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McLaren adds support to Ecclestone F1 medals plan.

Having asserted that the teams 'are all behind' his contentious proposal to introduce an Olympic Games-style medals system into Formula 1 [see separate story – click here], Bernie Ecclestone now has proof in part – with McLaren-Mercedes having pledged its support for the initiative.

Many of the sport's leading observers have rubbished the idea, and FIA President Max Mosley has cast doubt upon the likelihood of the alternative points-scoring format being approved ahead of the 2009 campaign – if at all.

Ecclestone appears to have found an ally, however, in the form of soon to be ex-McLaren team principal Ron Dennis, who yesterday announced that he is to hand over the reins of the multiple world championship-winning Woking-based outfit to understudy Martin Whitmarsh after almost three decades at the helm [see separate story – click here].

Though his young protégé Lewis Hamilton would have lost the 2008 crown had it been decided upon the basis of most victories – triumphing five times to Ferrari rival Felipe Massa's six successes – Dennis admitted that he broadly agreed with the F1 ringmaster's standpoint.

“Obviously Bernie still has very strong views about his medal idea,” the 61-year-old is quoted as having said by international news agency Reuters, “and he has voiced those opinions – but in essence I think his view is that the person that wins the most races should win the world championship.

“We don't disagree with that view, and if that becomes the objective then we'll make sure we win enough races to win the world championship. Our objective was to win the world championship within the points structure that existed in 2008, and that is what we did.”

Hamilton, though – who at just 23 became the top flight's youngest-ever title-winner when he pipped Massa to the laurels by just a single point at the end of a truly nail-biting season finale at Interlagos back in November – was less enthusiastic about the suggestion.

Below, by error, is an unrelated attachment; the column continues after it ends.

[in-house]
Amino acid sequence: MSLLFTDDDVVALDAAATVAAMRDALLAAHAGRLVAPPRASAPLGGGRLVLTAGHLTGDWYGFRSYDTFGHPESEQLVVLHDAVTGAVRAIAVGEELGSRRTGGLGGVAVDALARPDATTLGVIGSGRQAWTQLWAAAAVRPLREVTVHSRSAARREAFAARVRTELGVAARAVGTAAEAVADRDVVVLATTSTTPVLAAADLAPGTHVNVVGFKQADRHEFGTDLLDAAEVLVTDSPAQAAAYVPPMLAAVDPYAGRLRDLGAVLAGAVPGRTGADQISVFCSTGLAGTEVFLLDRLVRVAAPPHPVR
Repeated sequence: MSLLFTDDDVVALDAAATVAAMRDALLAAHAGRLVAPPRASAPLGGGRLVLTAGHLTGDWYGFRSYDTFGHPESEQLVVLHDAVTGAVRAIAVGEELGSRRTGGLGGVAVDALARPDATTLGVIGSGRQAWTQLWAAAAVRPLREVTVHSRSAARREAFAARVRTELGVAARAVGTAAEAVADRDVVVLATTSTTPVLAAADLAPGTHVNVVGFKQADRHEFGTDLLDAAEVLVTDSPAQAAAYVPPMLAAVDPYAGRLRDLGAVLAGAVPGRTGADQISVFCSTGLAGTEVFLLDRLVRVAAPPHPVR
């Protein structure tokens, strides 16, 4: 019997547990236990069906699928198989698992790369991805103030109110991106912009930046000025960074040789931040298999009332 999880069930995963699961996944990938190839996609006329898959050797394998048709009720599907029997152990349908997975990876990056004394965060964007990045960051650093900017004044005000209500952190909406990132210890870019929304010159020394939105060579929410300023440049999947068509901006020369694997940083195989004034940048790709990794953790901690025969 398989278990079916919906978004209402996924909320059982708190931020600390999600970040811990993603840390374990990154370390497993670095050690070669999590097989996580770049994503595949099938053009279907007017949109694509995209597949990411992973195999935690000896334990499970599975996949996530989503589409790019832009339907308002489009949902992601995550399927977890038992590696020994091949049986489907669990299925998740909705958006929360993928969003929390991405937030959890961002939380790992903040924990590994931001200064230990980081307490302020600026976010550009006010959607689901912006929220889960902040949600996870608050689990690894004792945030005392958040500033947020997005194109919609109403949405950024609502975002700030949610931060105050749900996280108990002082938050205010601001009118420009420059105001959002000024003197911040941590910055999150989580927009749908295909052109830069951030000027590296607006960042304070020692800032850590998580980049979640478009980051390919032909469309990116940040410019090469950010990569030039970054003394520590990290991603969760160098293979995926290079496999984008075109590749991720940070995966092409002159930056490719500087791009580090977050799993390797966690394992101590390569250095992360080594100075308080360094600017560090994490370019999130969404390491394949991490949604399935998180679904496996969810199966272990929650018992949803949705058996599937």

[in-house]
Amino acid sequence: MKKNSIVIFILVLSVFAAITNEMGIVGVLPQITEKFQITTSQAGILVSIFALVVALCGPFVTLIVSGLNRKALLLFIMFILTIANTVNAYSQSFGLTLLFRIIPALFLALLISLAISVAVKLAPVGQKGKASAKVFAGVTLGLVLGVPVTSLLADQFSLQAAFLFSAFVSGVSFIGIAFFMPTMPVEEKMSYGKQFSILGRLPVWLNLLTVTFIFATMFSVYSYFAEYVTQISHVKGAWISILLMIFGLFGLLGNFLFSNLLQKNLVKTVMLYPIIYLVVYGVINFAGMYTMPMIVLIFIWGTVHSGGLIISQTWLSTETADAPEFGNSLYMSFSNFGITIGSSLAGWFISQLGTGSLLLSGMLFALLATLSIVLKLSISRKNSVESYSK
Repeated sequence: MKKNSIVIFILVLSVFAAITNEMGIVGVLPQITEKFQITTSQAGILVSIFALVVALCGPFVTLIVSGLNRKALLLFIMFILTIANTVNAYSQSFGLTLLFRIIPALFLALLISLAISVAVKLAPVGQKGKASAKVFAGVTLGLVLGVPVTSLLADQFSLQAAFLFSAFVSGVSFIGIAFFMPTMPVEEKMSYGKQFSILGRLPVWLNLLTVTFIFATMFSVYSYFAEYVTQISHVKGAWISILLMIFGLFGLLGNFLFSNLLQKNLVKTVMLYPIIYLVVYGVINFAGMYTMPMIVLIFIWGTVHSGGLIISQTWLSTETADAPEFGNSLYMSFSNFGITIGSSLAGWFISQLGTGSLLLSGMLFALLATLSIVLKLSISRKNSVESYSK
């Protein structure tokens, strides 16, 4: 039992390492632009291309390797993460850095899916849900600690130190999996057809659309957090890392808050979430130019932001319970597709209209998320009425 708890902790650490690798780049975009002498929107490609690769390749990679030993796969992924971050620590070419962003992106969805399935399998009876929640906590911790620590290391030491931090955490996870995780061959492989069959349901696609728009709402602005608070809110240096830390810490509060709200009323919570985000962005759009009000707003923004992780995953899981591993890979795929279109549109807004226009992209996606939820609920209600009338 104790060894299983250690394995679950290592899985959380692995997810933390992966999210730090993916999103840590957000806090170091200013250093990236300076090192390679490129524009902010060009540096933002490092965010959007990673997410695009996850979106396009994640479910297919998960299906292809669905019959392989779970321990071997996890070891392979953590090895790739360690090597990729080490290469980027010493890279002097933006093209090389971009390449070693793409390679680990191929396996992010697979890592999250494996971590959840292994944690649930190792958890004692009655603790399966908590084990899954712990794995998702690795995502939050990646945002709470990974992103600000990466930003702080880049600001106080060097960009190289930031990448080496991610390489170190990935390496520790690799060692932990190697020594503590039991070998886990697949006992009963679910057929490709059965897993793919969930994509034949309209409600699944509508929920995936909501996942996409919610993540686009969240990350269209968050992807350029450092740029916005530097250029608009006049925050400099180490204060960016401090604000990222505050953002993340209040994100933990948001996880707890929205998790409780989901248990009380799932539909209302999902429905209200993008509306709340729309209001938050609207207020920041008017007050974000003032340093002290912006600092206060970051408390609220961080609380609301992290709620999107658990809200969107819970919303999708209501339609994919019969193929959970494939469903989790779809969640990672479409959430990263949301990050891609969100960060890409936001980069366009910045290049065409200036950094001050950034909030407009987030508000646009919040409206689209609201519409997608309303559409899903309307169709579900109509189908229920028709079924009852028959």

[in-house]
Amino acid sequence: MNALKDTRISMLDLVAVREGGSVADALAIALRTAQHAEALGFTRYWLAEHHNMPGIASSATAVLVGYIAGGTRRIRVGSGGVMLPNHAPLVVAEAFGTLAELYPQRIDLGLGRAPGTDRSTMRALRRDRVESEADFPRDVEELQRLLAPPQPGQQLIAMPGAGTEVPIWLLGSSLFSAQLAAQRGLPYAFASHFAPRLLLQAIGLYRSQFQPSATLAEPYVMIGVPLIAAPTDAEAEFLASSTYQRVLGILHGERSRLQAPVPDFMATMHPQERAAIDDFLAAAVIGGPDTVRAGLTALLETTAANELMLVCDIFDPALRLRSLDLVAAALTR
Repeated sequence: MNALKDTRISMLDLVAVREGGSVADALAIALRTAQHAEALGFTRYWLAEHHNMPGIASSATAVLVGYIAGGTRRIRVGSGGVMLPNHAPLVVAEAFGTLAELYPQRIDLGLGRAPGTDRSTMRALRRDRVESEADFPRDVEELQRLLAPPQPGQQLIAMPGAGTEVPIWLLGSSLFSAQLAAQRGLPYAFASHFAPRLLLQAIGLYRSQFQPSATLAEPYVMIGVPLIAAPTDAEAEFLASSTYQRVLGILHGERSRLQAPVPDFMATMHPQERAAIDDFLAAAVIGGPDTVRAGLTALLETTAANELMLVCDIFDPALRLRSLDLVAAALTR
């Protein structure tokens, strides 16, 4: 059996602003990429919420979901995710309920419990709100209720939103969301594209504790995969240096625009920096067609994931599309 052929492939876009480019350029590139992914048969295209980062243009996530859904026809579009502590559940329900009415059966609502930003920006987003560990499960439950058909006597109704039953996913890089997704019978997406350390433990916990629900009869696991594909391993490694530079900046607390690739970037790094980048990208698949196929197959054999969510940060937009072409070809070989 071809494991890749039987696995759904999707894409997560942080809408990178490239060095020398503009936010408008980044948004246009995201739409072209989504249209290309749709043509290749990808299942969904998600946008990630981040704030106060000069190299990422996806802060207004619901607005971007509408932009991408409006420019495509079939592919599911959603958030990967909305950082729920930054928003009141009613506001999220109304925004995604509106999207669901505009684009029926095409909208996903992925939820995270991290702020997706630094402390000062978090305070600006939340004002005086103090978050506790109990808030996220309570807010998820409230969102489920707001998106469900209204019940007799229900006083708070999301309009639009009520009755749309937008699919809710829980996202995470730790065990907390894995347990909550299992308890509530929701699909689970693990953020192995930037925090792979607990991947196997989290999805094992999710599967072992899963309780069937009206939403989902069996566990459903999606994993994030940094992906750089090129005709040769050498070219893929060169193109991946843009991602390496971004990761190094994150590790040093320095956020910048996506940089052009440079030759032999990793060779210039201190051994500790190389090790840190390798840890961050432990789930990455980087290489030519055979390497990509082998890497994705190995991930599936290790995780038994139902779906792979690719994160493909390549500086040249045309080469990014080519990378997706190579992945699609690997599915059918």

“We work hard as a team to win and be consistent,” the nine-time grand prix-winner stated, “and whether you finish first or third, it's got to be the driver and team that's done the best job over the whole year and not just who's won the most races.”


Related Pictures

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Ron Dennis (GBR) McLaren Team Principal, Norbert Haug (GER), Mercedes Sporting Director, Malaysian F1 Grand Prix, Sepang, Kuala Lumpar, 21st-23rd, March 2008
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(L to R): Dr. Vijay Mallya (IND) Sahara Force India F1 Team Owner with Sergio Perez (MEX) Sahara Force India F1 and Esteban Ocon (FRA) Sahara Force India F1 Team.
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(L to R): Sergio Perez (MEX) Sahara Force India F1; Dr. Vijay Mallya (IND) Sahara Force India F1 Team Owner; Esteban Ocon (FRA) Sahara Force India F1 Team, with the Sahara Force India F1 VJM10.
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Sergio Perez (MEX) Sahara Force India F1 and Esteban Ocon (FRA) Sahara Force India F1 Team unveil the Sahara Force India F1 VJM10.
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Sergio Perez (MEX) Sahara Force India F1 and Esteban Ocon (FRA) Sahara Force India F1 Team unveil the Sahara Force India F1 VJM10.
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Otmar Szafnauer (USA) Sahara Force India F1 Chief Operating Officer.
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Esteban Ocon (FRA) Sahara Force India F1 Team.
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terrell bryant

January 17, 2009 2:18 PM

This is funny because he never said he agreed with the medals idea, just the thought that the person who wins the most races should be champion. But once again these so called smart people are proposing drastic changes for a simple "problem". Why not simply change the points structure so wins are rewarded more? The problem with the medal idea is simply what happens if some wins the first 5 races but gets sidelined for every other race. Then no one else wins that many but is on the podium every race? In some sports the "best" teams or players don't always win championships. I don't understand the brain trusts that are running motorsports these days. They seem to be stuck on stupid



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